U.S. prosecutors interviewed New Jersey Governor Chris Christie as part of a probe into the George Washington Bridge lane closings in 2013.
“Governor Christie made clear from Day One that he and his administration would fully cooperate with all appropriate inquiries,” Maria Comella, a spokeswoman for the governor, said in an e-mailed statement. “That’s exactly what he has done and will continue to do, and he is very much looking forward to this matter’s conclusion.”
The interview took place within the past month, according to the Wall Street Journal, which cited unidentified people with knowledge of the matter. ABC News reported that Christie, 52, met with federal prosecutors and FBI agents at the governor’s mansion in Princeton. Prosecutors also spoke with officials ranging from lower-level employees to cabinet members.
Matthew Reilly, a spokesman for U.S. Attorney Paul Fishman in Newark, said he couldn’t discuss the investigation.
Fishman is investigating whether laws were broken when aides and allies of Christie engineered four days of traffic jams in September 2013 in Fort Lee, where the Democratic mayor didn’t endorse the governor’s re-election.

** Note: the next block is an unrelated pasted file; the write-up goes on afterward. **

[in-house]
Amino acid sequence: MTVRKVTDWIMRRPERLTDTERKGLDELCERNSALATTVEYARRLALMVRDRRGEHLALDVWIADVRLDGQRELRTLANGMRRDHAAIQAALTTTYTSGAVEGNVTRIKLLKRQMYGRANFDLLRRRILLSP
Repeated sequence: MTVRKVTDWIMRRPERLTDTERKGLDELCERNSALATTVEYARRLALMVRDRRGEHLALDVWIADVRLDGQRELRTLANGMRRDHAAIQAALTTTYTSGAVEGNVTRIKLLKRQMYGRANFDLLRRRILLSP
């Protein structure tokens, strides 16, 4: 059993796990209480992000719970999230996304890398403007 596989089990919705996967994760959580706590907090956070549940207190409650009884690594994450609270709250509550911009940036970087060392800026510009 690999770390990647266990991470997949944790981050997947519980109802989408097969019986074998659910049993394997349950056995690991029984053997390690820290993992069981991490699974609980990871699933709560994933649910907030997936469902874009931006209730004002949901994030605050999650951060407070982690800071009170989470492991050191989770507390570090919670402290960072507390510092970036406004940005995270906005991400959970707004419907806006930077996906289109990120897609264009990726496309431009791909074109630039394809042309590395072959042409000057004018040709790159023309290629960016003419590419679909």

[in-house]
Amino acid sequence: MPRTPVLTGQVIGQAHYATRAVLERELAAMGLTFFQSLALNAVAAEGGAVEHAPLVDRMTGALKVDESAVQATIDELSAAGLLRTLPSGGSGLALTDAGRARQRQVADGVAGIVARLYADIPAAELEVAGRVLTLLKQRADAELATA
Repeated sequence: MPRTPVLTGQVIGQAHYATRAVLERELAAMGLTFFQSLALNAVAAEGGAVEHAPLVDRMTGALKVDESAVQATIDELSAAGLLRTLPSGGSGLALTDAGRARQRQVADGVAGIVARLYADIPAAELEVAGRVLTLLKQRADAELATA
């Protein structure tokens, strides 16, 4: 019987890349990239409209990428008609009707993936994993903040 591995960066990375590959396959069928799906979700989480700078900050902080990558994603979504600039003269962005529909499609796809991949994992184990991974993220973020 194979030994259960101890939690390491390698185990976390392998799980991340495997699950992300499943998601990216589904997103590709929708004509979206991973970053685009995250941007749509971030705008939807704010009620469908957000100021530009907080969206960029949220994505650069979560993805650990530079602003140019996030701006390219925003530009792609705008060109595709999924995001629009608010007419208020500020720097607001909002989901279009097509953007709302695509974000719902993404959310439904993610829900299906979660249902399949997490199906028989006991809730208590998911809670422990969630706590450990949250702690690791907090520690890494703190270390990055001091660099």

State lawmakers, who are conducting their own probe, have said they won’t interfere with federal prosecutors, who can seek grand-jury testimony and subpoena documents as they decide whether to bring charges.
The grand jury this week subpoenaed the legislative committee investigating the jams, requesting all its records.
Christie, 52, a second-term Republican, has denied knowledge of the traffic plot. He is trying to move past the scandal as he plans to announce whether he will run for president in 2016.
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